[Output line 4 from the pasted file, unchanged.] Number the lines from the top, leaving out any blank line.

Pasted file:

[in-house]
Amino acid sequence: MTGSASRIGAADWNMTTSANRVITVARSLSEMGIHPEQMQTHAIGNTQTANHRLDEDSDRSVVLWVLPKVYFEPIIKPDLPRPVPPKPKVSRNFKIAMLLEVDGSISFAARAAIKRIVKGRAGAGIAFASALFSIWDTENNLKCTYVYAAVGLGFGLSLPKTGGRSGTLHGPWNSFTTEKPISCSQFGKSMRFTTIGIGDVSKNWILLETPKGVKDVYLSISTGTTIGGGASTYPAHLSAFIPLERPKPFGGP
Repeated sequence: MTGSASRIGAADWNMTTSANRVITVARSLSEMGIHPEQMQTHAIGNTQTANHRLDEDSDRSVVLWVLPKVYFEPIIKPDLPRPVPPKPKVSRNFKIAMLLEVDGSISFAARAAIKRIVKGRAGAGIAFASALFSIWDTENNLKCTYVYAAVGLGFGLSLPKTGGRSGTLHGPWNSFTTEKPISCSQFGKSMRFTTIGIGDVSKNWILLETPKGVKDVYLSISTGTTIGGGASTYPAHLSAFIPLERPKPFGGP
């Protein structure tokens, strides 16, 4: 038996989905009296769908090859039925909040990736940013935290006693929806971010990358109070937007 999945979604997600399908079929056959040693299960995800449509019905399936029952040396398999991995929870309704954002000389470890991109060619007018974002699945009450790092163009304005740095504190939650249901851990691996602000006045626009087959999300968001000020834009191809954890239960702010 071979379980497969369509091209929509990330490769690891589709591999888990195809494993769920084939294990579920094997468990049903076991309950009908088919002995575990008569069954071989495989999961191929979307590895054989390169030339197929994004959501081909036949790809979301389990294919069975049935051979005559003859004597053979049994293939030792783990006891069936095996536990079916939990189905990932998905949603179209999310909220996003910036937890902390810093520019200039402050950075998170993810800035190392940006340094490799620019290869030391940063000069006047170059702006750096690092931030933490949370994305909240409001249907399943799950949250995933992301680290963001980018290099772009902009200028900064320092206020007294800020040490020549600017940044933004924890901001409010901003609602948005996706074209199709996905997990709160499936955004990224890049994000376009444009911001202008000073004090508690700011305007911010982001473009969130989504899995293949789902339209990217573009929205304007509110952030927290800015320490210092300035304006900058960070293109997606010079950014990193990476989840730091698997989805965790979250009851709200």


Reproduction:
């Protein structure tokens, strides 16, 4: 038996989905009296769908090859039925909040990736940013935290006693929806971010990358109070937007 999945979604997600399908079929056959040693299960995800449509019905399936029952040396398999991995929870309704954002000389470890991109060619007018974002699945009450790092163009304005740095504190939650249901851990691996602000006045626009087959999300968001000020834009191809954890239960702010 071979379980497969369509091209929509990330490769690891589709591999888990195809494993769920084939294990579920094997468990049903076991309950009908088919002995575990008569069954071989495989999961191929979307590895054989390169030339197929994004959501081909036949790809979301389990294919069975049935051979005559003859004597053979049994293939030792783990006891069936095996536990079916939990189905990932998905949603179209999310909220996003910036937890902390810093520019200039402050950075998170993810800035190392940006340094490799620019290869030391940063000069006047170059702006750096690092931030933490949370994305909240409001249907399943799950949250995933992301680290963001980018290099772009902009200028900064320092206020007294800020040490020549600017940044933004924890901001409010901003609602948005996706074209199709996905997990709160499936955004990224890049994000376009444009911001202008000073004090508690700011305007911010982001473009969130989504899995293949789902339209990217573009929205304007509110952030927290800015320490210092300035304006900058960070293109997606010079950014990193990476989840730091698997989805965790979250009851709200």